In view of Respondent's failure to submit a response, the Panel shall decide this administrative proceeding on the basis of Complainant's undisputed representations pursuant to paragraphs 5(f), 14(a), and 15(a) of the Rules and draw such inferences it considers appropriate pursuant to paragraph 14(b) of the Rules. The Panel is entitled to accept all reasonable allegations set forth in a complaint; however, the Panel may deny relief where a complaint contains mere conclusory or unsubstantiated arguments. See WIPO Overview of WIPO Panel Views on Selected UDRP Questions, 4.3 (3d ed. 2017), available at http://www.wipo.int/amc/en/domains/search/overview3.0/; see also eGalaxy Multimedia Inc. v. ON HOLD By Owner Ready To Expire, FA 157287 (Forum June 26, 2003) (dismissing complaint where complainant failed to "produce clear evidence to support its subjective allegations").

 

Preliminary Issue: Language of the Proceeding

The Panel notes that the Registration Agreement is written in Chinese. Rule 11(a) provides that the language of this administrative proceeding shall be the language of the Registration Agreement, subject to the authority of the Panel to determine otherwise. Complainant requests that the proceeding be conducted in English, noting inter alia that the disputed domain name is composed of English-language words and corresponds to the name of a U.S. company, and that it is being used for a website that contains content exclusively in English. (The Panel has confirmed that the website content is in English even when the site is accessed through a proxy located in Hong Kong.) In addition, the Panel notes that the Written Notice of the Complaint was served upon Respondent in both English and Chinese, and Respondent has made no objection to Complainant's request that the proceeding be conducted in English.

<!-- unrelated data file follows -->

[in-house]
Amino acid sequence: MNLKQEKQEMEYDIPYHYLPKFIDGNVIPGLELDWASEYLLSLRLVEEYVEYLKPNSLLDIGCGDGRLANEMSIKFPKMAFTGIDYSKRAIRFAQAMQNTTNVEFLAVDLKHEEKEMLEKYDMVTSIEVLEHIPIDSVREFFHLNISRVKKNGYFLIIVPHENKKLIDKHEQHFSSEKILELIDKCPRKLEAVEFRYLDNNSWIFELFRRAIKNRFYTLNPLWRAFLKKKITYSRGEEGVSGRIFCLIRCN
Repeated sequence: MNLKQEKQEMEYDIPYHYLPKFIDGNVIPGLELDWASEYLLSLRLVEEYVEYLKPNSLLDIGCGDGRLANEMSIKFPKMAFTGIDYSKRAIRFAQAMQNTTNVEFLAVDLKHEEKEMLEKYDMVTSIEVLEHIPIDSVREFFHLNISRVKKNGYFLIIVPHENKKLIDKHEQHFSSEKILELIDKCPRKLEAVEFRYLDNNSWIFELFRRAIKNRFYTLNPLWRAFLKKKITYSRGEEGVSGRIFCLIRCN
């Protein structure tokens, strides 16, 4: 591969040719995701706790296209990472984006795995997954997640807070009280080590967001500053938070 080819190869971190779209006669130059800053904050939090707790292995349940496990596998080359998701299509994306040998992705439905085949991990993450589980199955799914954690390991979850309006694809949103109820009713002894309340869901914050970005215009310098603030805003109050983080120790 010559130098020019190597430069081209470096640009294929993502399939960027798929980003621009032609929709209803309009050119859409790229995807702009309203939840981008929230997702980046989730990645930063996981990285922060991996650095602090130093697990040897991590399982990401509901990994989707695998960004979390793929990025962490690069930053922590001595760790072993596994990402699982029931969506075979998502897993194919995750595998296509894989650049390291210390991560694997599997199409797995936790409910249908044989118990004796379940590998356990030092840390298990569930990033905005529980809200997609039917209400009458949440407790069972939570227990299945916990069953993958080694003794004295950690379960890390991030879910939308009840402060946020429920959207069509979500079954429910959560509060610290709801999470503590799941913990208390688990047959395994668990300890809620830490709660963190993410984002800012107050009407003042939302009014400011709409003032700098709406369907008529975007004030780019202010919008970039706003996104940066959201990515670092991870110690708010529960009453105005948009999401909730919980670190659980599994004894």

Under the circumstances, the Panel finds it likely that Respondent is conversant in the English language, has received adequate notice of this proceeding, and has chosen not to participate. The Panel sees no reason to require Complainant to bear the burden and expense of arranging for a Chinese translation that is likely unnecessary to afford proper notice to Respondent, and that in any event Respondent is likely to ignore. See ALO, LLC v. Chen Jian Shan, FA 1819707 (deciding to conduct proceeding in English in similar circumstances). The Panel decides that English shall be the language of this proceeding.

 

Identical and/or Confusingly Similar

The disputed domain name <brooks-runningshoes.com> incorporates Complainant's registered BROOKS trademark, adding a hyphen, the generic term "running shoes" (without the space), and the ".com" top-level domain. These alterations do not substantially diminish the similarity between the domain name and Complainant's mark. See, e.g., Brooks Sports, Inc. v. Duyen Do Thi Ngoc, FA 1748654 (Forum Oct. 20, 2017) (finding <brooksrunningsale.com> confusingly similar to BROOKS). The Panel considers the disputed domain name to be confusingly similar to a mark in which Complainant has rights.